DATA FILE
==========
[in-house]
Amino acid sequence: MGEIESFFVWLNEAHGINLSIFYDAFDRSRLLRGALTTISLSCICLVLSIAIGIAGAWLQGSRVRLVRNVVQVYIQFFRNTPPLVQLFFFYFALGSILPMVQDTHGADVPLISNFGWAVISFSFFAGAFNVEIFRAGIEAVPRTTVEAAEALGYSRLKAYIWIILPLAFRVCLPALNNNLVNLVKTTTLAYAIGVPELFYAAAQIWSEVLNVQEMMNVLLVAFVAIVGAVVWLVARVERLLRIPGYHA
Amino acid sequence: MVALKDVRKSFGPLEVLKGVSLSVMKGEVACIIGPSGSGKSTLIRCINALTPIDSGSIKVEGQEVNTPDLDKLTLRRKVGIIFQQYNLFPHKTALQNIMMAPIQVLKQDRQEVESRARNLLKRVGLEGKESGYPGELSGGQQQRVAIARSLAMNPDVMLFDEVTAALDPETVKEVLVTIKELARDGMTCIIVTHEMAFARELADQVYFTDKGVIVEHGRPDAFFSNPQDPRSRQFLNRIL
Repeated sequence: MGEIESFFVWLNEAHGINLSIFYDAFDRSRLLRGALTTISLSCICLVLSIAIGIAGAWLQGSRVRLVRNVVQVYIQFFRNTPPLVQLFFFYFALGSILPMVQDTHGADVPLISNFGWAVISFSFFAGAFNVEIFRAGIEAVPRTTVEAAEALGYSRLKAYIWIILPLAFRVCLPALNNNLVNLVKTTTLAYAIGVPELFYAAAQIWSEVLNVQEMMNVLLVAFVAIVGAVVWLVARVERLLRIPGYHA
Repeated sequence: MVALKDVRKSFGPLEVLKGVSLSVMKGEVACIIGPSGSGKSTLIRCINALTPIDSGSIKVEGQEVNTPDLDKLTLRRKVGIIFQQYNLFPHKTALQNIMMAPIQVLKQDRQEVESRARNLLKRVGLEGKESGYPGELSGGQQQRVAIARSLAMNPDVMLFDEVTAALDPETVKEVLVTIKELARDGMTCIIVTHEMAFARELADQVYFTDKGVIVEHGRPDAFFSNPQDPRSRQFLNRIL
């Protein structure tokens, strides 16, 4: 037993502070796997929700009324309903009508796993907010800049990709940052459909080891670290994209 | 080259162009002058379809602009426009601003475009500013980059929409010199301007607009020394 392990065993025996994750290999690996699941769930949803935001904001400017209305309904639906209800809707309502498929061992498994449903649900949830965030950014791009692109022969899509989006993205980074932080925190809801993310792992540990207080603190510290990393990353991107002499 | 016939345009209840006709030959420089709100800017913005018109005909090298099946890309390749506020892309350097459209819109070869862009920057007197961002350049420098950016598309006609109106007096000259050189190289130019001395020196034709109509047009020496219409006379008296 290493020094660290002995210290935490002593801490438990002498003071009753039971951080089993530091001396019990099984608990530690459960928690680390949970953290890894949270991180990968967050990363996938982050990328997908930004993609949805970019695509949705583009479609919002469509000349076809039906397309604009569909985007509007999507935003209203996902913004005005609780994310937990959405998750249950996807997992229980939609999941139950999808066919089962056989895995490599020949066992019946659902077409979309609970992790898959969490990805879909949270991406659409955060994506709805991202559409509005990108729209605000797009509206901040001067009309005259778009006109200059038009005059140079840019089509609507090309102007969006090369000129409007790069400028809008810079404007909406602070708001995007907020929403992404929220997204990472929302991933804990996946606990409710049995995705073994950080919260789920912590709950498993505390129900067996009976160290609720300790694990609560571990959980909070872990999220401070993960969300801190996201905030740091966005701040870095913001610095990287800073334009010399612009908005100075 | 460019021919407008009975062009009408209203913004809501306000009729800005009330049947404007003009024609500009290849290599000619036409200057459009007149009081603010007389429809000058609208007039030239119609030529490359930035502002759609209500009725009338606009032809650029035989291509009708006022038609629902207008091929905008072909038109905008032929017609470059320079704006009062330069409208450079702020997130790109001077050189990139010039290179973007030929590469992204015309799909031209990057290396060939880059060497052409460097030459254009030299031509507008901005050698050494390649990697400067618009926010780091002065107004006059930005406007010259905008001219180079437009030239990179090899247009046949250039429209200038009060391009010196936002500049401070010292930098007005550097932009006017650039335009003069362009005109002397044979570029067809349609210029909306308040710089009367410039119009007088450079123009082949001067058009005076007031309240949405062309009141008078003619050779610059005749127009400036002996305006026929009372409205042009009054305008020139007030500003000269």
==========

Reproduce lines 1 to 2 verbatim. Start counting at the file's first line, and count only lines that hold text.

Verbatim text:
[in-house]
Amino acid sequence: MGEIESFFVWLNEAHGINLSIFYDAFDRSRLLRGALTTISLSCICLVLSIAIGIAGAWLQGSRVRLVRNVVQVYIQFFRNTPPLVQLFFFYFALGSILPMVQDTHGADVPLISNFGWAVISFSFFAGAFNVEIFRAGIEAVPRTTVEAAEALGYSRLKAYIWIILPLAFRVCLPALNNNLVNLVKTTTLAYAIGVPELFYAAAQIWSEVLNVQEMMNVLLVAFVAIVGAVVWLVARVERLLRIPGYHA